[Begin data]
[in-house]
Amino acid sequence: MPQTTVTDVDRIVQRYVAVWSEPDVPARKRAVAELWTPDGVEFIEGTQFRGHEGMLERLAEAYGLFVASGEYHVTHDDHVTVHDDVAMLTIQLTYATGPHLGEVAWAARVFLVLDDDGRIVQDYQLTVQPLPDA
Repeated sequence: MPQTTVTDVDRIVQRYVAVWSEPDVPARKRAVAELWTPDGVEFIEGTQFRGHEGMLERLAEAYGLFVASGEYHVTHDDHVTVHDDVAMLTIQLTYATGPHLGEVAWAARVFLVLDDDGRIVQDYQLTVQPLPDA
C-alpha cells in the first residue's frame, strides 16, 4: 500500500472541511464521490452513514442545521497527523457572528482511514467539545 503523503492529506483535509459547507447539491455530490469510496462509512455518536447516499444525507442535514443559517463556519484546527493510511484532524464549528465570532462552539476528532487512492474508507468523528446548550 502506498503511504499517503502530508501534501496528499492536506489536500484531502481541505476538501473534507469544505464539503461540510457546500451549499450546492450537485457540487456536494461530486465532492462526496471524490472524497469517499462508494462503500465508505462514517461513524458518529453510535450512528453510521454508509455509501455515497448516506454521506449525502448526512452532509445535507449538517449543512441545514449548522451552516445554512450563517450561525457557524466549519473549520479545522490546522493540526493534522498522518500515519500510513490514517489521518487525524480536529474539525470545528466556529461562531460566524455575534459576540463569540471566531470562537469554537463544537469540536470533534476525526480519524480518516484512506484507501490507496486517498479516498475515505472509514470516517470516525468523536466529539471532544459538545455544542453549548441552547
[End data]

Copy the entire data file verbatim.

[in-house]
Amino acid sequence: MPQTTVTDVDRIVQRYVAVWSEPDVPARKRAVAELWTPDGVEFIEGTQFRGHEGMLERLAEAYGLFVASGEYHVTHDDHVTVHDDVAMLTIQLTYATGPHLGEVAWAARVFLVLDDDGRIVQDYQLTVQPLPDA
Repeated sequence: MPQTTVTDVDRIVQRYVAVWSEPDVPARKRAVAELWTPDGVEFIEGTQFRGHEGMLERLAEAYGLFVASGEYHVTHDDHVTVHDDVAMLTIQLTYATGPHLGEVAWAARVFLVLDDDGRIVQDYQLTVQPLPDA
C-alpha cells in the first residue's frame, strides 16, 4: 500500500472541511464521490452513514442545521497527523457572528482511514467539545 503523503492529506483535509459547507447539491455530490469510496462509512455518536447516499444525507442535514443559517463556519484546527493510511484532524464549528465570532462552539476528532487512492474508507468523528446548550 502506498503511504499517503502530508501534501496528499492536506489536500484531502481541505476538501473534507469544505464539503461540510457546500451549499450546492450537485457540487456536494461530486465532492462526496471524490472524497469517499462508494462503500465508505462514517461513524458518529453510535450512528453510521454508509455509501455515497448516506454521506449525502448526512452532509445535507449538517449543512441545514449548522451552516445554512450563517450561525457557524466549519473549520479545522490546522493540526493534522498522518500515519500510513490514517489521518487525524480536529474539525470545528466556529461562531460566524455575534459576540463569540471566531470562537469554537463544537469540536470533534476525526480519524480518516484512506484507501490507496486517498479516498475515505472509514470516517470516525468523536466529539471532544459538545455544542453549548441552547